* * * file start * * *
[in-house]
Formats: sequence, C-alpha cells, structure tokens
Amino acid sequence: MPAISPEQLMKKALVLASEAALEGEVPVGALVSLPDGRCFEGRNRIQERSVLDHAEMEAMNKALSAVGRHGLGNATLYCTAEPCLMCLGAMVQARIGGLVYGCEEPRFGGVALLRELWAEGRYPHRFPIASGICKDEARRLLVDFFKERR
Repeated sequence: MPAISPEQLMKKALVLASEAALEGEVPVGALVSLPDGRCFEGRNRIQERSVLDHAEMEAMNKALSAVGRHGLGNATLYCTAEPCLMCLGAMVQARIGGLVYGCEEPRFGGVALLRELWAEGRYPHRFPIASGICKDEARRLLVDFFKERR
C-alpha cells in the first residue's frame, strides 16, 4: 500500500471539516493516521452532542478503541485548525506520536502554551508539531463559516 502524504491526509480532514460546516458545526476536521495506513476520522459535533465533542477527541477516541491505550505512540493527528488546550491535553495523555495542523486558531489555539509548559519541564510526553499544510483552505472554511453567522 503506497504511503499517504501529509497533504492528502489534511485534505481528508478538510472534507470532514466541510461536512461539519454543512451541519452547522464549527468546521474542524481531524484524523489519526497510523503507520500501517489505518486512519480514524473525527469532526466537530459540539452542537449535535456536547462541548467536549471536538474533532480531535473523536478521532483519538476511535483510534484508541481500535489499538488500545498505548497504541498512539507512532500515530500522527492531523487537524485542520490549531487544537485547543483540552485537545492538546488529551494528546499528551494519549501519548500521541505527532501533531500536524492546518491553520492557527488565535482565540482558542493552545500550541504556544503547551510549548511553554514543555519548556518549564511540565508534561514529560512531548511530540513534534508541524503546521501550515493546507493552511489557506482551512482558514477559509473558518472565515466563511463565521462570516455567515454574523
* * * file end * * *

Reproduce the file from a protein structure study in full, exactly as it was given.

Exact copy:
[in-house]
Formats: sequence, C-alpha cells, structure tokens
Amino acid sequence: MPAISPEQLMKKALVLASEAALEGEVPVGALVSLPDGRCFEGRNRIQERSVLDHAEMEAMNKALSAVGRHGLGNATLYCTAEPCLMCLGAMVQARIGGLVYGCEEPRFGGVALLRELWAEGRYPHRFPIASGICKDEARRLLVDFFKERR
Repeated sequence: MPAISPEQLMKKALVLASEAALEGEVPVGALVSLPDGRCFEGRNRIQERSVLDHAEMEAMNKALSAVGRHGLGNATLYCTAEPCLMCLGAMVQARIGGLVYGCEEPRFGGVALLRELWAEGRYPHRFPIASGICKDEARRLLVDFFKERR
C-alpha cells in the first residue's frame, strides 16, 4: 500500500471539516493516521452532542478503541485548525506520536502554551508539531463559516 502524504491526509480532514460546516458545526476536521495506513476520522459535533465533542477527541477516541491505550505512540493527528488546550491535553495523555495542523486558531489555539509548559519541564510526553499544510483552505472554511453567522 503506497504511503499517504501529509497533504492528502489534511485534505481528508478538510472534507470532514466541510461536512461539519454543512451541519452547522464549527468546521474542524481531524484524523489519526497510523503507520500501517489505518486512519480514524473525527469532526466537530459540539452542537449535535456536547462541548467536549471536538474533532480531535473523536478521532483519538476511535483510534484508541481500535489499538488500545498505548497504541498512539507512532500515530500522527492531523487537524485542520490549531487544537485547543483540552485537545492538546488529551494528546499528551494519549501519548500521541505527532501533531500536524492546518491553520492557527488565535482565540482558542493552545500550541504556544503547551510549548511553554514543555519548556518549564511540565508534561514529560512531548511530540513534534508541524503546521501550515493546507493552511489557506482551512482558514477559509473558518472565515466563511463565521462570516455567515454574523